A literature review was published in the Journal of Clinical Nursing and it was concluded that 6.7%–95.7% of nurses had at least one symptom of PTSD and 8.5%–20.8% met the diagnostic criteria for PTSD. That's almost 96%- that is, pretty much all of us. And this was pre-COVID.

I am very aware that with my blog and my IG I strive to send out the message that if you love yourself, be it with clothes, makeup or whatnot you'll feel better. Something as simple as wearing a bright colour, or a bold lipstick can make us instantly feel better and in control. And while I find this very very true, take the book 'why I wore lipstick on the day of my mastectomy', I also find that somedays you can' I just spent ten days in bed not wanting to get up, not wanting to get dressed, wash, or do anything else that would involve me moving from a position of safety. The only thing I did was some gardening and stare at the walls, or the fence outside. And whilst at least I got a tan out of it, it has not been pleasant. When the mind decides it is time to switch off, it really does. Unforgivingly so.

Oh, and another shocking truth: you will NOT magically snap out of it by sheer willpower. I am literally the strongest person I know, and I broke.

Personally, I called he Samaritans, then my GP- who prescribed therapy and antidepressants. The tablets I picked up and had them on my bedside table for a few days before deciding that things were actually too bad to ignore them further. There is still such a sense of shame in taking antidepressants, it is frankly ridiculous. If I fractured my leg I would't think twice about taking time off and meds for it, so really why shouldn't it be the same with your mind. Also, read this: you can live without your leg, less without your head in the right place. So yeah- no sheer willpower, but aimed treatment; like everything else really.

Whilst we are on the topic of mental health, I would like to quickly touch on eating disorders- of any kind. I am quite open talking about them, which again is why I think some friends and colleagues have come to me saying that they are struggling with diet and exercise. I have pretty much always and forever struggled with weight and body image, and more so in the last year where I felt the only thing I could truly control were my weight and what I was eating. In 2020 I started a super strict ketogenic diet, and that coupled up with stress made me lose about 8-10 kg. I can now see how much it was controlling my life, and also how actually unhappy it made me feel. BUT to eat properly is still a daily exercise. If you are struggling, please do reach out for help- because to obsessively think about what you are eating and the exercises and weighing yourself will take a toll on you. It may be later, it may be sooner. But I promise you now, it will.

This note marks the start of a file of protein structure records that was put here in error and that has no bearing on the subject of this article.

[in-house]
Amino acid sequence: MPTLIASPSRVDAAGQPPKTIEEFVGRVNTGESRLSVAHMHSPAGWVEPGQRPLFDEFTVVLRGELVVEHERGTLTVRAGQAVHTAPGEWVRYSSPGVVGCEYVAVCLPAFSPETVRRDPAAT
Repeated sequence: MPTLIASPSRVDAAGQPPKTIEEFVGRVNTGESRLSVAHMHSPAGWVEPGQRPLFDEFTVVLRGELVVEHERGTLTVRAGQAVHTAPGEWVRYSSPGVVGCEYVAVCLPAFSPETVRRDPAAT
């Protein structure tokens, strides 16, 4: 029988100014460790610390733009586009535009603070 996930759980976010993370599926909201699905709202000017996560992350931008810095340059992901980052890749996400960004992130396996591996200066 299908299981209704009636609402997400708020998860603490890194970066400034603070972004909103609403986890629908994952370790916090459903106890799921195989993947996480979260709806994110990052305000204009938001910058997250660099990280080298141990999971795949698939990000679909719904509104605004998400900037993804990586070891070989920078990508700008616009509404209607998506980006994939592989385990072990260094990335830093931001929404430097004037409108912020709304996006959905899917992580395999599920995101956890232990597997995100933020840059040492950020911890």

Again, you can call your GP and get referred for talking therapies, if this is something you think you need (and we can all use some to be honest)- or you might just need a dietitian to point you in the right direction. Either way, your GP can direct you. Another source of informations is the "I weigh" podcast hosted by Jameela Jamil- again, I love everything she does so I might be slightly biased. But she's great.

Sorry about this long and heavy post, but I feel like some awareness needed to be spread :) And if you need any advice with style and fashion, you know where to find me :)